National living wage moves closer
Some of Bermuda's lowest-paid workers could triple their wages within three years after a national living wage is introduced.
Economic experts, union officials and employers should decide on the living wage, to be implemented by 2021, according to a report from the bipartisan group researching the issue.
The move intends to ensure all workers can afford food, housing, clothes, medical care, education for their children and transport.
The report by the Parliamentary Joint Select Committee on the establishment of a living wage, tabled on Friday by chairman Rolfe Commissiong, a backbencher, points to the struggles faced by some families in Bermuda.
It says some hospitality staff earn between $5 and $7.50 per hour, while “low-skilled workers” such as cashiers, gas station attendants and laundry machine operators can earn less than $8 per hour. For many, this works out at less than $15,000 per year.
The report also says the cost of living in Bermuda is 98 per cent higher than the United States, and rent expense is 146 per cent higher than the US.
It advises that from May 2019, a minimum wage of $12.25 per hour be introduced, representing gross income of $25,480 per year, about 40 per cent of the median wage income of $63,712.
It says that by May 2021, a relative low-income threshold be implemented at an expected $18.23 per hour, or $37,918 per year, about 60 per cent of the median income.
The report states: “The information, feedback and data gathered during the JSC's first round of consultations and compiled in this report demonstrates that low-income wages in Bermuda have not kept pace with our cost of living since at least the Nineties.
“Wage stagnation has caused the overall income of lower wage earners to remain behind the cost of living.
“In response to this trend, many countries have enacted a minimum/living wage. In fact, approximately more than 90 per cent of countries designated as International Labour Organisation member states currently have a statutory wage scheme of some sort.”
It adds: “What we do know is that there is a race to the bottom when it comes to the hospitality industry, with most wages for those earning gratuities such as wait and related staff falling between $5 to $6 upward to $7.50 per hour in some of our larger hotels.”
The report recommends:
• minimum wage rates be gradually implemented over a three-year period, beginning next May
• a living wage be introduced in 2021
• the figures be tied to the Consumer Price Index to compensate for inflation.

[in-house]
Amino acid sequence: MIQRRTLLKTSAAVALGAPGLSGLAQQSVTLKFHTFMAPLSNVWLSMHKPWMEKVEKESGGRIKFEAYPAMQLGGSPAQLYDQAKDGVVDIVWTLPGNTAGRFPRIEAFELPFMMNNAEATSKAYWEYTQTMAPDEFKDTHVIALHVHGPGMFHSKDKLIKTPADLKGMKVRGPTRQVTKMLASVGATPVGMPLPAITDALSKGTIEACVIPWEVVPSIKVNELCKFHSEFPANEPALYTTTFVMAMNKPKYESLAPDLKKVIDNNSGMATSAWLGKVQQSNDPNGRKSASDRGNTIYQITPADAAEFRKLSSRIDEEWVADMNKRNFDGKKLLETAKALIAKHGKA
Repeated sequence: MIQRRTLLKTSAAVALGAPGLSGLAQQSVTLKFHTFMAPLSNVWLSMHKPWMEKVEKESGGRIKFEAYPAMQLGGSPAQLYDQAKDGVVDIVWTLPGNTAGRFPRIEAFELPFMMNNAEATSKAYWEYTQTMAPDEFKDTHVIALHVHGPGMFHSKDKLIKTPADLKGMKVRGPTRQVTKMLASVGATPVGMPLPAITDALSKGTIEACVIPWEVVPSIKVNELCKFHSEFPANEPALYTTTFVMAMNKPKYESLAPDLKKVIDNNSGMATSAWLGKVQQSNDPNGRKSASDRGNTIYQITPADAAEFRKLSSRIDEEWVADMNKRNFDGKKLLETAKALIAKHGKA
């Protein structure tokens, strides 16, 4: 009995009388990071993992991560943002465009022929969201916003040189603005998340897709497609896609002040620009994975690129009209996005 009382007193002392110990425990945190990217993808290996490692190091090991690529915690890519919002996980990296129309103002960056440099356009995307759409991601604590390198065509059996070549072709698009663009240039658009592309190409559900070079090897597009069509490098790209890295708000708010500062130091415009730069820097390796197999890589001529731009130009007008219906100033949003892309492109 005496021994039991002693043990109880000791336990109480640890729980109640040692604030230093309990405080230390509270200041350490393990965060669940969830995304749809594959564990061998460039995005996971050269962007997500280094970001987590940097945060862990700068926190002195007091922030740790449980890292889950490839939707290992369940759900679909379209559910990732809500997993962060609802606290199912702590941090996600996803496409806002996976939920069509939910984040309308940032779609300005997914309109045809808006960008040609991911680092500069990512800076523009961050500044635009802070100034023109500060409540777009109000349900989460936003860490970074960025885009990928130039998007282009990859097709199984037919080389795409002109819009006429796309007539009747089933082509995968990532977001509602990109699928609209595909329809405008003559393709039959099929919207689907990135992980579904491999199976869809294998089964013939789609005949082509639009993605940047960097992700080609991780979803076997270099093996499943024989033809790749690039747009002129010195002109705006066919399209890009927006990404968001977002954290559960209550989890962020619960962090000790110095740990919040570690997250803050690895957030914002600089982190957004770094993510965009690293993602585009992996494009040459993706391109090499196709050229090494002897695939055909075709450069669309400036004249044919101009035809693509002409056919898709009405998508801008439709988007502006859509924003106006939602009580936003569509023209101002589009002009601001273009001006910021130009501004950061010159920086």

It calls for a Wage Commission to be established, comprising “a body of experts along with social partners from the Trade Union Congress and employer groups”.
It states: “The commission would be responsible for implementing the living wage rate in 2021, based upon a methodology determined and approved by the commission in conjunction with the Bermuda Department of Statistics.”
Based on data compiled by the Department of Statistics, it says, this figure would be $18.23 per hour.
According to the report, committee member Jason Hayward, a PLP senator and president of the Bermuda Public Services Union, proposes that the Wage Commission bases the living wage on the cost of a basket of goods.
Citizens Uprooting Racism in Bermuda, which has called for a living wage since 2014, said yesterday: “Worryingly, the 2016 Census shows that disparities continue, the income gap is widening, and an increasing number of Bermudians are failing to make ends meet.
“With both parties recognising the desperate need to introduce such legislation for the welfare of the people of Bermuda, it is therefore commendable that the bipartisan Joint Select Committee have committed to the many meetings and hours of work necessary to bring this legislation before the House for debate.
“Curb is hopeful that the bipartisan/collaborative approach continues in the House of Assembly when this matter is debated in the coming weeks.”
The report defines the minimum wage as a “legally guaranteed rate that all persons of legal working age must be paid”.
It defines the living wage as “the amount of income necessary to afford a worker and his household a decent standard of living”, adding: “It is a calculated wage that should provide for food, housing, clothing as a basic measure of need but also items such as medical care, children's education and transportation needs. In some instances, savings for the future are also included in calculating a living wage.”
The living wage committee was formed in June 2016 under the One Bermuda Alliance government. Its members are Mr Commissiong and Mr Hayward, OBA MP Leah Scott, PLP MP Lawrence Scott and OBA senator Nandi Outerbridge. It used contributions from more than 20 consultants, including economists Craig Simmons, Nathan Kowalski and Robert Stubbs.
Ms Scott said earlier this month that the report was “fundamentally flawed” because the recommendations were drawn up before full discussions with businesses had taken place.